GLOBAL MARKETS-Yen climbs after BoJ pledges to buy assets

Tue Jan 22, 2013 7:28pm GMT

* Yen advance expected to be short-lived
    * Bank of Japan makes open-ended commitment to buy assets
from 2014
    * BoJ doubles inflation target to 2 percent
    * Euro rises versus dollar; German investor sentiment up
sharply in January
    * Stocks mixed, Treasuries turn higher after weaker U.S.
home sales


    By Ellen Freilich
    NEW YORK, Jan 22 (Reuters) - The yen rose to a three-day
high against the dollar on Tuesday after the Bank of Japan said
its open-ended commitment to buy assets would kick in only next
year, disappointing those who expected more aggressive monetary
easing. 
    Global stock markets were mixed. Japanese equities 
and world indices rose on the BoJ news, but European shares
dipped on a prospective price war in the French
telecommunications sector.
    U.S. stocks were mostly higher after ending last week at
five-year highs, but gains were limited with investors cautious
as the earnings season picks up. Tech companies Google Inc
, International Business Machines and Texas
Instruments are set to report after Wall Street's close,
ahead of Apple Inc's earnings release on Wednesday.
    The euro pared sharp losses against the yen and 
the dollar after a German ZEW survey showed economic
sentiment at its highest since May 2012.  
    But the key development was the Bank of Japan's plan to lift
its inflation target and buy assets. Japan's central bank, under
intense political pressure to overcome deflation, doubled its
inflation target to 2 percent. 
    The BoJ also said it had decided to switch to an open-ended 
approach to buying assets each month next year, setting no
deadline for completing the purchases.  
    "The yen strengthened after weakening since mid-November in
anticipation of the BoJ's plan to set a target of 2 percent for
inflation and do unlimited quantitative easing until it gets
there," said Briefing.com macro analyst Jonathan Garber.
    Though the yen appreciated on Tuesday, Omer Esiner, chief
market analyst at Commonwealth Foreign Exchange in Washington,
said its medium-term trend downward was intact.
    Current BoJ Governor Masaaki Shirakawa's term ends in April 
and since he is expected to be replaced by someone whose stance
on aggressive policy easing matches that of Prime Minister
Shinzo Abe, markets expect the yen to weaken.
    
   
    On Tuesday, however, the dollar was down 1.1 percent against
the yen at 88.56.
    The euro was down 1.3 percent on the day at 117.78 yen, 
though off a session low of 117.31 yen. The euro was hurt by a
German newspaper report saying Germany's regulator had ordered
large banks to simulate a break-up. 
    Against the dollar, the euro was down 0.1 percent at stood
at $1.3300. 
    The euro hit a near 10-month high a week ago and some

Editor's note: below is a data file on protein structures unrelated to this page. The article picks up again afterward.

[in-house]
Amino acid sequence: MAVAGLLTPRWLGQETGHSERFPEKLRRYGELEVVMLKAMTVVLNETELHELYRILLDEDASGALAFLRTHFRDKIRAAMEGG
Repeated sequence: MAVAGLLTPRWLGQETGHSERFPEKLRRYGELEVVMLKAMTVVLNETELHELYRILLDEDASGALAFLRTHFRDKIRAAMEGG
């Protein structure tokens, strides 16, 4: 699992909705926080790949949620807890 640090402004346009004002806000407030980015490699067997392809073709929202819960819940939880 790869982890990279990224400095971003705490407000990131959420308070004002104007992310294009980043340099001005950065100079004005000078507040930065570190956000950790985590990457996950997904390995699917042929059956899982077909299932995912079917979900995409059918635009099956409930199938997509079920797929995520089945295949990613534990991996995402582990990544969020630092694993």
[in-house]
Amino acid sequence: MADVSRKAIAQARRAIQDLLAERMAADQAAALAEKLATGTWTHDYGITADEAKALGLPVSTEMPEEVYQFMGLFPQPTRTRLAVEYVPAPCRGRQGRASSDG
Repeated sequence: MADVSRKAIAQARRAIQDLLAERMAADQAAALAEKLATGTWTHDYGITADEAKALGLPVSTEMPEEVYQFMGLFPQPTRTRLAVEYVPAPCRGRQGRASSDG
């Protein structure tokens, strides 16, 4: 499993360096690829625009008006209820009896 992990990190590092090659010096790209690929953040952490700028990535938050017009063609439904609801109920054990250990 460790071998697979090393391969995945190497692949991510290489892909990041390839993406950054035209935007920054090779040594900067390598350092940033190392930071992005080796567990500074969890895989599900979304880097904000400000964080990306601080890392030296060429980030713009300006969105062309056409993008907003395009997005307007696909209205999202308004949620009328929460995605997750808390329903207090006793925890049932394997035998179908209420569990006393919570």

strategists said it would likely stay firm as concerns around
the euro zone crisis ease. Supporting that view was a
surprisingly strong German ZEW reading on investor sentiment, a
sign the euro zone crisis was no longer hitting Europe's largest
economy as hard as it did last year. 
    But Douglas Cote, chief market strategist at ING U.S.
Investment Management, with $170 billion in assets under
management, said the euro's rise since the start of the year
could pose a problem for the euro zone and the global economy.
    "Europe has a growth crisis and this race by central banks
to ease gives Europe much less room to do the same," he said.
"Their currency is rising at the absolute worst possible time,
hurting its global competitiveness."
    That could impair U.S. corporations' earnings growth, Cote
said.
    "Half the revenues of U.S. corporations are from overseas
and if important economies like Europe have serious problems, 
overall S&P 500 Q4 earnings growth expectations - at about 2
percent - could very easily be a miss," he said. "That would not
bode well for stock prices."
    U.S. housing data has surprised on the positive side over
the last few months, but news that U.S. existing home sales fell
in December temporarily weakened stock prices. It also allowed 
safe-haven U.S. debt to erase early losses and move higher.
    Analysts said stock investors held back on making large bets
before a batch of corporate earnings.
    Both the Dow and S&P 500 closed at their highest levels
since December 2007 on Friday, spurred by a strong start to
earnings season. U.S. markets were closed on Monday.
    Those indices were in the plus column again on Tuesday.
    The Dow Jones industrial average was up 41.43 points,
or 0.3 percent, at 13,691.05. The Standard & Poor's 500 Index
 was up 3.33 points, or 0.22 percent, at 1,489.32. The
Nasdaq Composite Index was down 1.49 points, or 0.05
percent, at 3,133.17. 
    The benchmark 10-year Treasury note was up 3/32, its yield
easing to 1.84 percent from 1.85 percent on Friday.
    European shares, testing two-year highs in recent days,
weakened. Telecom shares weakened after Vivendi's SFR
mobile operator said it was cutting prices by as much as 25
percent. 
   The pan-European FTSEurofirst 300 closed down 0.1
percent at 1,165.49. 
    Frankfurt's DAX fell as much as 1.4 percent on the
talk but then erased about half of that loss.
    The MSCI world index was up 0.17 percent.
    Brent crude rose 0.64 percent to $112.43 a barrel,
and gold stood at $1,694.19 per ounce. Growing confidence
in the strength of China's economic recovery pushed copper
 up 1.05 percent to $8,139.75 a tonne.   
    Bond market investors also gobbled up a new 10-year Spanish
bond, its first since November 2011, as the latest evidence of
rising confidence following the European Central Bank's promise
to buy Spain's bonds if necessary.